It has been the intention in the preceding pages to mention and discuss only some of the more important considerations that confront fiscal students and officials. Many others have doubtless occurred to the reader. Each locality, of course, has its own peculiar problems and difficulties, which could not be specifically treated. It is hoped, however, that a study of the previous pages will prove an aid in the better understanding and solution of the problems which have not been specifically treated.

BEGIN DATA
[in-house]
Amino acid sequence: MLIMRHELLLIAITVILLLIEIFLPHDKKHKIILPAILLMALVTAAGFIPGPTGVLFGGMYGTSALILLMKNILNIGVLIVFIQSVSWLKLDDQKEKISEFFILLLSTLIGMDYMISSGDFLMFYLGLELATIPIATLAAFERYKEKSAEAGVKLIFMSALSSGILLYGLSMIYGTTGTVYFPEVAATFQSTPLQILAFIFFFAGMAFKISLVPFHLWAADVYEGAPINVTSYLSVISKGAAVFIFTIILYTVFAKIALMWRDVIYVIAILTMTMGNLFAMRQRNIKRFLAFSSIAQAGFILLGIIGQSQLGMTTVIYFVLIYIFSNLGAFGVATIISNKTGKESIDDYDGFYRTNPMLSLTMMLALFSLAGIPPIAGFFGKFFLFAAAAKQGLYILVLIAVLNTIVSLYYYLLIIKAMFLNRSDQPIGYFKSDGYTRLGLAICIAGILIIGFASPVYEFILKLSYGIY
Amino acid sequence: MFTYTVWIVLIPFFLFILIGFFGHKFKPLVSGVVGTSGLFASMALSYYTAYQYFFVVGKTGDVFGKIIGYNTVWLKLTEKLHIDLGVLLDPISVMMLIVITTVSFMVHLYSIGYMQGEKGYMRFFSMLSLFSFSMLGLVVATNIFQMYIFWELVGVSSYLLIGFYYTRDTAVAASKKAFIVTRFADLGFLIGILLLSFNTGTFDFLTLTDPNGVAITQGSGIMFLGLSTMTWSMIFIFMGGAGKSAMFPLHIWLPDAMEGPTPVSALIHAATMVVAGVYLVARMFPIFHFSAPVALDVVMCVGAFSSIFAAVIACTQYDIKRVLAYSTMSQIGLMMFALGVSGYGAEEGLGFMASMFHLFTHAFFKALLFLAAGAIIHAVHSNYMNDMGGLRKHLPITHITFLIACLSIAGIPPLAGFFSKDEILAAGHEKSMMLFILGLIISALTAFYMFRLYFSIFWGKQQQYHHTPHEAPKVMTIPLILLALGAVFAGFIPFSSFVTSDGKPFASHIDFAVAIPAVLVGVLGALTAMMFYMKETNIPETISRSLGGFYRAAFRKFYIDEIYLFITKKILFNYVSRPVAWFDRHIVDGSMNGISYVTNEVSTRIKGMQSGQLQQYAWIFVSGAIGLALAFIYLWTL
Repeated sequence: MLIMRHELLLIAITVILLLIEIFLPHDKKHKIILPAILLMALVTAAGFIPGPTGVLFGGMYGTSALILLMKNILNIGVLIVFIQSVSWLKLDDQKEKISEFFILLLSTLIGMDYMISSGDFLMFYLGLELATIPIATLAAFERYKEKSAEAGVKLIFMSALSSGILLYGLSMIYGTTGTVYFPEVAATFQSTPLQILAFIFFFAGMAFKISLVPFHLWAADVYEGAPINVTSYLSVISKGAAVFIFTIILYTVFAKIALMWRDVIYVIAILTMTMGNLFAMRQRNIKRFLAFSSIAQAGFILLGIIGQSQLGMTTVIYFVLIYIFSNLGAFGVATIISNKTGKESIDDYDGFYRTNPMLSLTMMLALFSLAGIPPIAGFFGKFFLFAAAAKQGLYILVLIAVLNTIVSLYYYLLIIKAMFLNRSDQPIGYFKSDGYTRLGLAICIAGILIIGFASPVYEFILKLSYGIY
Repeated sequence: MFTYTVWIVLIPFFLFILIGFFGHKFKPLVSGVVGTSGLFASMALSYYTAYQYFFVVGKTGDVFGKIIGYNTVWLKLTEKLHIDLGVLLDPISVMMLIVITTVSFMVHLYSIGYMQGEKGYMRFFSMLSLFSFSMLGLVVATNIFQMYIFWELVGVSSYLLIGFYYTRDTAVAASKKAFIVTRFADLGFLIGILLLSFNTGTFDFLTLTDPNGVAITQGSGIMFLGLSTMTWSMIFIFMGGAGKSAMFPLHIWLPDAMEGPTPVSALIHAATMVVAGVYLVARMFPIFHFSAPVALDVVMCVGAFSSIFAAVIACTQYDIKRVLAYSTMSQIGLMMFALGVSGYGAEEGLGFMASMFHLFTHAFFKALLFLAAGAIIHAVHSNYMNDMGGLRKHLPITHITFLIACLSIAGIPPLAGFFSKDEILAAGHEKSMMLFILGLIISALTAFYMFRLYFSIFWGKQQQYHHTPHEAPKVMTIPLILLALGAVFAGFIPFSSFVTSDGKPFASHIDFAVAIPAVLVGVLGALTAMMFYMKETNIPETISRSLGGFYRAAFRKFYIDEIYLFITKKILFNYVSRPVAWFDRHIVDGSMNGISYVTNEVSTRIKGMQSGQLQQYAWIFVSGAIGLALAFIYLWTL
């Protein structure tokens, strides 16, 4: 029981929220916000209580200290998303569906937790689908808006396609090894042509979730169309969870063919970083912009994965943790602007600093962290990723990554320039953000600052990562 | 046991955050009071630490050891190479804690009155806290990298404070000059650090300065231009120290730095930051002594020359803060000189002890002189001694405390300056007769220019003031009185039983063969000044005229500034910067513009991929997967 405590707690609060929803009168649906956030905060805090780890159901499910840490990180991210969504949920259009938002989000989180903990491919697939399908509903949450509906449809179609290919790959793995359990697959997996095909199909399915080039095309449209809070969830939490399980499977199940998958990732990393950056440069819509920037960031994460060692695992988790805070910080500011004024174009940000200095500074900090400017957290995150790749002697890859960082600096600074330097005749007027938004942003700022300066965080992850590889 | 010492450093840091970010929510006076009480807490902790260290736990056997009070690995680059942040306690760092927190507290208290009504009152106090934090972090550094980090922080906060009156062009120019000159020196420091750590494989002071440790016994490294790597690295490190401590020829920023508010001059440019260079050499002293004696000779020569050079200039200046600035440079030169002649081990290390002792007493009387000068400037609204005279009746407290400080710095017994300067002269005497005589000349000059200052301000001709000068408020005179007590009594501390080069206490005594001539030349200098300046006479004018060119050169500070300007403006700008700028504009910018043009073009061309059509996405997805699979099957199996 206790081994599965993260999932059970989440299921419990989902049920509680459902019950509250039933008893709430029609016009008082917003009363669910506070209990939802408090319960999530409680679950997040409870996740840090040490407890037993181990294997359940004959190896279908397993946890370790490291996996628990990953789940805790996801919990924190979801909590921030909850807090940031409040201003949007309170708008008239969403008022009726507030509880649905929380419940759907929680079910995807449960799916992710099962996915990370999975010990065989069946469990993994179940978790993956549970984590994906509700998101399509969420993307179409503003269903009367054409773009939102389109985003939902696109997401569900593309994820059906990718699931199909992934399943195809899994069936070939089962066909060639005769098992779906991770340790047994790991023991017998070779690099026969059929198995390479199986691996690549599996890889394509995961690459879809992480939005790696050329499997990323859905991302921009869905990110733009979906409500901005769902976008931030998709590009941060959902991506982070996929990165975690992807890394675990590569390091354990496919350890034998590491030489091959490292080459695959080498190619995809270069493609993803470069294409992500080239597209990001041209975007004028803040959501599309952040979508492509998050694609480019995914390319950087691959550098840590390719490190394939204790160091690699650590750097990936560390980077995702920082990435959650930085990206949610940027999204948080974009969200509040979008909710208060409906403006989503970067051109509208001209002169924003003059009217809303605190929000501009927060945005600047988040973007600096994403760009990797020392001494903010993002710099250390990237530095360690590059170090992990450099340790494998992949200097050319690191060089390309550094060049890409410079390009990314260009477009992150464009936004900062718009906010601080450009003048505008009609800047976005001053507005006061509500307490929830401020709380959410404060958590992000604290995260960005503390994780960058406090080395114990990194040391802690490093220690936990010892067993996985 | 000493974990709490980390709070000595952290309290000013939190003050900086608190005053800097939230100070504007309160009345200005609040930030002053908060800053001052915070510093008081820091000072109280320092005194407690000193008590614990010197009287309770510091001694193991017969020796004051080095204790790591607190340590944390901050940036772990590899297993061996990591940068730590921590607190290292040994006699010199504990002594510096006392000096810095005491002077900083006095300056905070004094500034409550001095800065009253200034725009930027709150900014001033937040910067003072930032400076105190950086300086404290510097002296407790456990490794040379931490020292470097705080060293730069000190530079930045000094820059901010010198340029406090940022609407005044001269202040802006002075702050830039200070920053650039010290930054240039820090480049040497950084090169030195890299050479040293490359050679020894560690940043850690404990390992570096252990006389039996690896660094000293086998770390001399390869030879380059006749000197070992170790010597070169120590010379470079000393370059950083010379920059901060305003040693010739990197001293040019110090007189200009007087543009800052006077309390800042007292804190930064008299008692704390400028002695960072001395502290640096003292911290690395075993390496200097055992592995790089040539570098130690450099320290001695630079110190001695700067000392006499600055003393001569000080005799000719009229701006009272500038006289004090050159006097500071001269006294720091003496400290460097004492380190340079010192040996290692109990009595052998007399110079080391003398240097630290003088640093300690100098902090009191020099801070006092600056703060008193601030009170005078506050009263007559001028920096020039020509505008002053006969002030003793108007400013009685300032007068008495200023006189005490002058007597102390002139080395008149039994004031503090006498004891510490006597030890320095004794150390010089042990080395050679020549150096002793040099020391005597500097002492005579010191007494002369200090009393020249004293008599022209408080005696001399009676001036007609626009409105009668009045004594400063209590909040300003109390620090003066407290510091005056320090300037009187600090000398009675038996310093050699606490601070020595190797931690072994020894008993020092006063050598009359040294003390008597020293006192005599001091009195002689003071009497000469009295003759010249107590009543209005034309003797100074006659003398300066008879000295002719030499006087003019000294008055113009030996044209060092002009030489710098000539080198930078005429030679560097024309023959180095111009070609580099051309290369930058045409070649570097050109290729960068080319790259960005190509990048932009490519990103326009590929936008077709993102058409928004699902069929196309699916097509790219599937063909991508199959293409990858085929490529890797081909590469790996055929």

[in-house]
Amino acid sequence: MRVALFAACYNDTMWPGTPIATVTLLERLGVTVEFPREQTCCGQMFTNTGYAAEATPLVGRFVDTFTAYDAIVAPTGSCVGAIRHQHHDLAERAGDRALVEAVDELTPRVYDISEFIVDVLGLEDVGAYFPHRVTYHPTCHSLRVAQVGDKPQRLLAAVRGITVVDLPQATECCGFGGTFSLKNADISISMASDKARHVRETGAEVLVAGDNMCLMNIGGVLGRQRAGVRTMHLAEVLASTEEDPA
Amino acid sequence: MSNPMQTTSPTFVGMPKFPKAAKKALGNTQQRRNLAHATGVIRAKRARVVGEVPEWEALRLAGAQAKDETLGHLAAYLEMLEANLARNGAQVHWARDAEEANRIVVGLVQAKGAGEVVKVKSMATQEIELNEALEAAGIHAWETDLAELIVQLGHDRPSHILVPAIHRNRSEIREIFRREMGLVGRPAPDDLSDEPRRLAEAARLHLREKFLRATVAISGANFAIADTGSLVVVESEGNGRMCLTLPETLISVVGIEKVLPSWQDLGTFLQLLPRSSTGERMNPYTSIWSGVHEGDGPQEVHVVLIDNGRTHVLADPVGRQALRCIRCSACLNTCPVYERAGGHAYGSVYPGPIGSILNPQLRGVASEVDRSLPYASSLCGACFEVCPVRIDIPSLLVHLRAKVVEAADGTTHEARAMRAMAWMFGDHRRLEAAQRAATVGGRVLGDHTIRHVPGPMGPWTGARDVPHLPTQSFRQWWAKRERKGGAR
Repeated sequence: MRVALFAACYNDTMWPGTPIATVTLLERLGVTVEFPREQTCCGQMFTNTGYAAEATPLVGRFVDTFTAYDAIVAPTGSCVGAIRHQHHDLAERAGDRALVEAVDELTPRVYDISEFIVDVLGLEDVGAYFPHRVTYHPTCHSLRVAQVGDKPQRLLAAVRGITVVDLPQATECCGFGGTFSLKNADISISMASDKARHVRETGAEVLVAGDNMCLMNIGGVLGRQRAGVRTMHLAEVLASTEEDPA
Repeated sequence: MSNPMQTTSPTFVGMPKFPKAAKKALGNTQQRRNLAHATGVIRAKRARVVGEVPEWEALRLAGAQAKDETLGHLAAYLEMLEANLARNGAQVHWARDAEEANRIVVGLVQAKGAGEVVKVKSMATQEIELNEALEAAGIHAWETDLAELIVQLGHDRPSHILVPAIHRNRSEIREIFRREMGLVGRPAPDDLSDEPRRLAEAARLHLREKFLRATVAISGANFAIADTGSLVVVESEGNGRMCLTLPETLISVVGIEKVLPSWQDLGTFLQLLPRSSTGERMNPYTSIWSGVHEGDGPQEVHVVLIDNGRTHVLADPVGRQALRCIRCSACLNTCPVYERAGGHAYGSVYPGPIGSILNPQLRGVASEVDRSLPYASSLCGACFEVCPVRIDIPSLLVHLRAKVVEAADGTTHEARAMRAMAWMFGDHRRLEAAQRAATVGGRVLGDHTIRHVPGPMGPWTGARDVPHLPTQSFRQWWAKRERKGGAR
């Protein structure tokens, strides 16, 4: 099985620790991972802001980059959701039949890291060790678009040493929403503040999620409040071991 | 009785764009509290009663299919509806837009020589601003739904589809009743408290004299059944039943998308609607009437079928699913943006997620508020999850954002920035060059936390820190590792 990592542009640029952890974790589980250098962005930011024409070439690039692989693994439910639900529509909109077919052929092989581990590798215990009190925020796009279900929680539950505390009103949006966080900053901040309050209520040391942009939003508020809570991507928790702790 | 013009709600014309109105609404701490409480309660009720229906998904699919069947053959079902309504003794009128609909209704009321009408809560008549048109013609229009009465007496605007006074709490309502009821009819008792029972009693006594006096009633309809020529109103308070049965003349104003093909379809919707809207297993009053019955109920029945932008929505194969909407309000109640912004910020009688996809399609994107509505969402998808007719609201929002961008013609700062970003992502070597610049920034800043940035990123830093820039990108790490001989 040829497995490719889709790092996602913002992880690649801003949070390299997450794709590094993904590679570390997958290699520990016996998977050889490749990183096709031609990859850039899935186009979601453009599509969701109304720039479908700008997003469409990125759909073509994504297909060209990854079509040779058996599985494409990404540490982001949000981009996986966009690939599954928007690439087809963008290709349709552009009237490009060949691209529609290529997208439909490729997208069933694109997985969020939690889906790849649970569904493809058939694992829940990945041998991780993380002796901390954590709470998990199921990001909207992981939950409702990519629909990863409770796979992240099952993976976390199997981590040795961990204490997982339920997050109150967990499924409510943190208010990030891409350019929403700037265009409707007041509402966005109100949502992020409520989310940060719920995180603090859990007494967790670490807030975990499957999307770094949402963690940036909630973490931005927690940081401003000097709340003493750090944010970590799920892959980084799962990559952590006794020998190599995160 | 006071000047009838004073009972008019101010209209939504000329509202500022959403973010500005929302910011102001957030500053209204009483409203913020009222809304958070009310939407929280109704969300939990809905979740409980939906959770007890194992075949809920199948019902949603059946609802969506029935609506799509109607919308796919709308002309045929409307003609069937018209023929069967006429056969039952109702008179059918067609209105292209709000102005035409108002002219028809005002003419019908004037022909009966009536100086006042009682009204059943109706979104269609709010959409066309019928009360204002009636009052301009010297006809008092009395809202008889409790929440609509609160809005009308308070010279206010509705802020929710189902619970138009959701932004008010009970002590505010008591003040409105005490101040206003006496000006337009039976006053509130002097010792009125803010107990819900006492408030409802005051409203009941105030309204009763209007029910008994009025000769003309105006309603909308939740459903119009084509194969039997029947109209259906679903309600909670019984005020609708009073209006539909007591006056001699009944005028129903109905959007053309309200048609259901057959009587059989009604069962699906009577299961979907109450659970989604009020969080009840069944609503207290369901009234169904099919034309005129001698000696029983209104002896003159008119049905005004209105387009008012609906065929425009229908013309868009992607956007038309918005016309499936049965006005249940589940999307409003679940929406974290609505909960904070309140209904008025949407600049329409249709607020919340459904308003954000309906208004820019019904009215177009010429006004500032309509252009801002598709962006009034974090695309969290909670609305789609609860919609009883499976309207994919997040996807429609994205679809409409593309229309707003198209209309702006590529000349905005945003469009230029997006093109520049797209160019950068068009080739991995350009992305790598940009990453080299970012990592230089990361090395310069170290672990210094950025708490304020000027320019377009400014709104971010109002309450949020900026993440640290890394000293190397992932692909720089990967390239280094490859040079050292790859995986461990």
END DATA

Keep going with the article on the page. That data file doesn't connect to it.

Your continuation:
One objective that is worthy of the efforts of every official and taxpayer who desires a simpler fiscal system, is to eliminate the complexity that is now found in many of our tax laws. Of the complexity existing at present examples need be cited only of the Federal income tax law, the excess profits tax law, and many of the state laws, such as the New York system for taxing corporations. Individuals and corporations desire to have some reasonable idea as to how much tax they will have to pay without the necessity of employing an attorney to aid in making the calculations. The difficulties do not even stop here, for the courts are crowded with tax-adjustment proceedings, many of which are of years' standing. This element of uncertainty is disconcerting both to the taxpayer and to the officials who must calculate the amount of revenue which will be received. The state tax commissions of some states have done much to secure a simplification of fiscal statutes, but much remains to be done in both the Federal and state laws.